It was a shock to read the New York Times article yesterday about the harsh conditions the construction workers endured at the new NYU campus in Abu Dhabi. To turn away and say that we, the professors who work at the NYU campus in New York, did not know about the harsh conditions is no excuse. Because now that we do know, what do we think about it? How should we respond? The university has already responded with a long memo to its faculty, quoted in the New York Times today. They will pursue the allegations “vigorously.” Their record of labor conditions on the campus itself thus far has been a good one. The workers were hired by sub-contract companies. Oversight was negligent. And so on.
Though I am a mere adjunct professor, I consider NYU one of my employers; I have been working there since 1997. With the advent of educational globalization, conversation with administration has become fraught and challenging. Realization of major shifts in emphasis and expenditure dawned when the first Chinese students turned up in my creative nonfiction writing workshop. More than one still was having difficulty expressing herself in English. More than one had achieved a BA degree at an American university without any deep acquisition of the English language or, more importantly, a fundamental appreciation of unfettered discourse. Of course, I understand that overseas students will never be able to go back into a constrained and censored classroom, and that this is a good thing. But when I ask questions of other professors, I am sometimes told, more or less, not to ask questions--as in China, paradoxically-- and am politely reminded that there is ESL support at the university, the tuition of these international students is welcome, and so on. But mine is a writing class, I say. What are the other students to think?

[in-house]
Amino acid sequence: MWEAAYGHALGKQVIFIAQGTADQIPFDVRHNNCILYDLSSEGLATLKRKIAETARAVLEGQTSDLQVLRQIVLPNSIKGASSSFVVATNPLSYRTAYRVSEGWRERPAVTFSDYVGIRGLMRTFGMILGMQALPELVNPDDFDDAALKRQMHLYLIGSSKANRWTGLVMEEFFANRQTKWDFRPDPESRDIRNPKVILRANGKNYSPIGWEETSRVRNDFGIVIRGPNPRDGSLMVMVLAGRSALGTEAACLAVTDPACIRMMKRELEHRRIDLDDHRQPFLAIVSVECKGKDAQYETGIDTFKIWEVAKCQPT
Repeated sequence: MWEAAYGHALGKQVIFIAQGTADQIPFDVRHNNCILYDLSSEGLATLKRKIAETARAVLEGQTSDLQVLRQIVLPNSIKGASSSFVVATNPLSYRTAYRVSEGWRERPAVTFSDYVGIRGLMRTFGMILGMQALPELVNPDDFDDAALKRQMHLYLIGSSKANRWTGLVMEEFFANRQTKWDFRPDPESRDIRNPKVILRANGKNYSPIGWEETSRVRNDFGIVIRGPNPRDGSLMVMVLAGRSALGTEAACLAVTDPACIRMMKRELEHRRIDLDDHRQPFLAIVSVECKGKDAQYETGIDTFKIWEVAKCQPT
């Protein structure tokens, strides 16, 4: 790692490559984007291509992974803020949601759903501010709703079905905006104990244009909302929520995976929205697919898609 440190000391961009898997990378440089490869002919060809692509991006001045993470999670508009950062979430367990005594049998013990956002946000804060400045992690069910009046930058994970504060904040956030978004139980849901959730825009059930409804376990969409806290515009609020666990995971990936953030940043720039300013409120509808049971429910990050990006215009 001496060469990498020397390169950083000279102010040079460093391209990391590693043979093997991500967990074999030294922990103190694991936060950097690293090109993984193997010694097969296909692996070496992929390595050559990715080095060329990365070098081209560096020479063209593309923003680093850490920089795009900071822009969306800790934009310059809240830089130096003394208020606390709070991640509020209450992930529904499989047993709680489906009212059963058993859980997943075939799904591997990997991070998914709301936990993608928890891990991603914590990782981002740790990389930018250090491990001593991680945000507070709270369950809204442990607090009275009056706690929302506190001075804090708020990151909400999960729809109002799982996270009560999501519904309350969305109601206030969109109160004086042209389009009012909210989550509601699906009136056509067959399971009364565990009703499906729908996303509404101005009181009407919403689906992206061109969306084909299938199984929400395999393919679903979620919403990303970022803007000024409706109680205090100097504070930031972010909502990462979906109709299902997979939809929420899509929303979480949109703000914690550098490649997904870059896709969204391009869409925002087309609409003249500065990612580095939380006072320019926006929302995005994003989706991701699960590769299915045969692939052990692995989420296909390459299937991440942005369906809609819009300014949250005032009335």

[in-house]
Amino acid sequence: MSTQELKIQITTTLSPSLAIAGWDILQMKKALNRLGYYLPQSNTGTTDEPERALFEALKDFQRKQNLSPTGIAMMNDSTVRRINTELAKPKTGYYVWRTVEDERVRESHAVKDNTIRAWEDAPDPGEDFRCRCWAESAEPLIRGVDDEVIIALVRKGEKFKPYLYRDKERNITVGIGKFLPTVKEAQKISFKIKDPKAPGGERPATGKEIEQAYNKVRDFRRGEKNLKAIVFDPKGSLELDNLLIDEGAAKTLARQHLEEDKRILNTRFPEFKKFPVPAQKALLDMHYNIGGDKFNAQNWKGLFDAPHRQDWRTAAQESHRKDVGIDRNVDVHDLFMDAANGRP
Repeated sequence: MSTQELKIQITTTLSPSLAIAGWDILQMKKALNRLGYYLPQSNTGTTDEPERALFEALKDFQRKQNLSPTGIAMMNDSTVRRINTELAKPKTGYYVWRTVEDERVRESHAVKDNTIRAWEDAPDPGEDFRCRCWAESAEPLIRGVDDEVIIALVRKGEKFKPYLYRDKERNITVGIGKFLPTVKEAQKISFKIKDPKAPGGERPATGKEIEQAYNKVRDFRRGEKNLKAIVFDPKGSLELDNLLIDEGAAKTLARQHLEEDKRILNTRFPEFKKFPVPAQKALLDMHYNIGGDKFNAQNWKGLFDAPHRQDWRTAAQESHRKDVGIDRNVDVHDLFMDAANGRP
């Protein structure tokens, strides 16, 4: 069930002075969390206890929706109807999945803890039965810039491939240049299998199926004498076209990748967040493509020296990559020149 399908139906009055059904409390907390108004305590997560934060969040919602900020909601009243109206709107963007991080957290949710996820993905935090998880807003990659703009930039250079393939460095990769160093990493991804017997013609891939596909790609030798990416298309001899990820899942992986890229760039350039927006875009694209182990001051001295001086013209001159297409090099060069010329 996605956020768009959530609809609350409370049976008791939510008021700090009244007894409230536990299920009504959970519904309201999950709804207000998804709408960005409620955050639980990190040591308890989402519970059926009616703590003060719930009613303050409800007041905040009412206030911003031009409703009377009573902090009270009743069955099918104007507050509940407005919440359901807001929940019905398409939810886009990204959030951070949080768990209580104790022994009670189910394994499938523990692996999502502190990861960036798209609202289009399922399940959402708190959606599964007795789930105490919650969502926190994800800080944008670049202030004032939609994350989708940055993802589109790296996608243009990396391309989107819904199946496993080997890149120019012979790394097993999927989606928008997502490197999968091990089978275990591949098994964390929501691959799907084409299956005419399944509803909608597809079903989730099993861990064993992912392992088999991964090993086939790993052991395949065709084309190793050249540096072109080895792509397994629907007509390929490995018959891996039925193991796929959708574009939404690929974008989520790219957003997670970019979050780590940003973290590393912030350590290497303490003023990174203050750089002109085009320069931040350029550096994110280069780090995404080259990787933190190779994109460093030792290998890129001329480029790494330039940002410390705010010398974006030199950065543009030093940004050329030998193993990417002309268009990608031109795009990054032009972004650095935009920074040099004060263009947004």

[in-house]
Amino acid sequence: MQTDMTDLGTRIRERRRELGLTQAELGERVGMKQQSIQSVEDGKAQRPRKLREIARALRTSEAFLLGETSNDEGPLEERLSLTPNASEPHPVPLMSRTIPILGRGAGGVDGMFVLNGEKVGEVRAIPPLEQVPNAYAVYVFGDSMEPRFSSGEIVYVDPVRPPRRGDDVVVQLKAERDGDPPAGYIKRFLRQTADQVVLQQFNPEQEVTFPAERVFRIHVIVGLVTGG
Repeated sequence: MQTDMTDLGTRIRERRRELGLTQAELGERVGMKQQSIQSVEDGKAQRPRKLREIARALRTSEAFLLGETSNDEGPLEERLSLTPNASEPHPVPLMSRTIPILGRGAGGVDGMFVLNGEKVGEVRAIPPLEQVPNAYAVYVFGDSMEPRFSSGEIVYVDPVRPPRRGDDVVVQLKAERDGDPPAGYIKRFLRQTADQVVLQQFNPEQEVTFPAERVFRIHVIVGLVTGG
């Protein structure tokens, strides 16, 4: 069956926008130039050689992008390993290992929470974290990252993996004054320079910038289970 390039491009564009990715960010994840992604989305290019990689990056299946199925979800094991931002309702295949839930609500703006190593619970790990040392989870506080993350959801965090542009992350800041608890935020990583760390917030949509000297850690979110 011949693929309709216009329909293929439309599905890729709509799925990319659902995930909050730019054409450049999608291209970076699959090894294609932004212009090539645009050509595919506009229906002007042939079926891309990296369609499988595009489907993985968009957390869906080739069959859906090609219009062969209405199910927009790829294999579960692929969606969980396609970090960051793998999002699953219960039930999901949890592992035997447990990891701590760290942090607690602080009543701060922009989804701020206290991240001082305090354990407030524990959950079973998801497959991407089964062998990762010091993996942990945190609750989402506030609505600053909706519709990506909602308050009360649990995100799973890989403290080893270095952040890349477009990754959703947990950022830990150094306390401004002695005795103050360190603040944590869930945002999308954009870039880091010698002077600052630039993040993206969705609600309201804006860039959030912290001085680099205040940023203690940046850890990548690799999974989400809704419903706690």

Is globalized education a good thing? Should we be pleased? Or worried? If there is a campus in a country where there is no freedom of speech, how are we to proceed? NYU also has a new campus in Shanghai. What about that?
I am brought back to the dilemma of apartheid—boycott or engage?—and the dilemma writers face when one of our books is purchased in China, for example. My book about humanitarian relief workers, “Another Day in Paradise,” is about to be published in China for a second time using the simple alphabet. What if passages have been excised? Or rewritten? I would never know. Is it better to publish to keep the lines of communication open, or not? In the case of this book, I decided to publish. And I am, of course, delighted to have students from overseas in my classes and to afford our American students the opportunity of higher education anywhere in the world. But not at the expense of freedom, fairness, and the international conventions on forced labor—no better than indentured servitude in Abu Dhabi—and human rights.